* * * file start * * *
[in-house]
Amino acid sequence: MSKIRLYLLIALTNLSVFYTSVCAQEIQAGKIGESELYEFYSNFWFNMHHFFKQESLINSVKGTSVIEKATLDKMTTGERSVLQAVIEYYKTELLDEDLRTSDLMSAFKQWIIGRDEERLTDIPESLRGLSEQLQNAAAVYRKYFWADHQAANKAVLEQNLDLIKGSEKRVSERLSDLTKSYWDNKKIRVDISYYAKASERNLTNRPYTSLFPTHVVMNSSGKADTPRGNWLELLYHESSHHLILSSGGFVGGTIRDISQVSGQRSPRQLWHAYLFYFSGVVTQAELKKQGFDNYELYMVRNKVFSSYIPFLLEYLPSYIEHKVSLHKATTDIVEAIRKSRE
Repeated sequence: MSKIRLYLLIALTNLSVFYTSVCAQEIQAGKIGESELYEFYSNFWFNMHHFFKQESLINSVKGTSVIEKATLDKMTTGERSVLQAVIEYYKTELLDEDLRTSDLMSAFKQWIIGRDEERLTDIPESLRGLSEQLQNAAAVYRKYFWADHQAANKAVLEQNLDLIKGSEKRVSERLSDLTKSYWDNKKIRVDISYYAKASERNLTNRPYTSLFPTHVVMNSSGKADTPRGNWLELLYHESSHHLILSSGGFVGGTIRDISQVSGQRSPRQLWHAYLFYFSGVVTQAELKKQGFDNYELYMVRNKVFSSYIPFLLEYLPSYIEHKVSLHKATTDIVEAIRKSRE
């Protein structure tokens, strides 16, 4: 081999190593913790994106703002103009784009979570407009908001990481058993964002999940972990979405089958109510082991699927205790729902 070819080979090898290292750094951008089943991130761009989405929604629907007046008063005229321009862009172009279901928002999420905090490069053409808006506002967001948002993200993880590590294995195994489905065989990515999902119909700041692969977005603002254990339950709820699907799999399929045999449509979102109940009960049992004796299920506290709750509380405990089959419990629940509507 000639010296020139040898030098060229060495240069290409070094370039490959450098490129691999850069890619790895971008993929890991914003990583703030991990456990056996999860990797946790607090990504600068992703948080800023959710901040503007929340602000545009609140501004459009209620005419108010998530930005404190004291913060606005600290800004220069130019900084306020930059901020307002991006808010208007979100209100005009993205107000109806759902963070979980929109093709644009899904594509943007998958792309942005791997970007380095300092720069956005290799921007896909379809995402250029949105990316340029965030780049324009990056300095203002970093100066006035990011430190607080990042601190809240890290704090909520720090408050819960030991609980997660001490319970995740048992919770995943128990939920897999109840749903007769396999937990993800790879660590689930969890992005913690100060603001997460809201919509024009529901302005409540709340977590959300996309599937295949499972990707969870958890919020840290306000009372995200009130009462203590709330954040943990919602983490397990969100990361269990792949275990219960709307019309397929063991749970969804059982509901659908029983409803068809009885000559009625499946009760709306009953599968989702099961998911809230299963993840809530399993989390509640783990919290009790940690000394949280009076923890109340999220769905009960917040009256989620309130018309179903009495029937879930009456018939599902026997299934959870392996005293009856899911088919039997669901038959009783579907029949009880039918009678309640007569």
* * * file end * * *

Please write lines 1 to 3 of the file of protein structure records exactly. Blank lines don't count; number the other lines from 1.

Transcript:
[in-house]
Amino acid sequence: MSKIRLYLLIALTNLSVFYTSVCAQEIQAGKIGESELYEFYSNFWFNMHHFFKQESLINSVKGTSVIEKATLDKMTTGERSVLQAVIEYYKTELLDEDLRTSDLMSAFKQWIIGRDEERLTDIPESLRGLSEQLQNAAAVYRKYFWADHQAANKAVLEQNLDLIKGSEKRVSERLSDLTKSYWDNKKIRVDISYYAKASERNLTNRPYTSLFPTHVVMNSSGKADTPRGNWLELLYHESSHHLILSSGGFVGGTIRDISQVSGQRSPRQLWHAYLFYFSGVVTQAELKKQGFDNYELYMVRNKVFSSYIPFLLEYLPSYIEHKVSLHKATTDIVEAIRKSRE
Repeated sequence: MSKIRLYLLIALTNLSVFYTSVCAQEIQAGKIGESELYEFYSNFWFNMHHFFKQESLINSVKGTSVIEKATLDKMTTGERSVLQAVIEYYKTELLDEDLRTSDLMSAFKQWIIGRDEERLTDIPESLRGLSEQLQNAAAVYRKYFWADHQAANKAVLEQNLDLIKGSEKRVSERLSDLTKSYWDNKKIRVDISYYAKASERNLTNRPYTSLFPTHVVMNSSGKADTPRGNWLELLYHESSHHLILSSGGFVGGTIRDISQVSGQRSPRQLWHAYLFYFSGVVTQAELKKQGFDNYELYMVRNKVFSSYIPFLLEYLPSYIEHKVSLHKATTDIVEAIRKSRE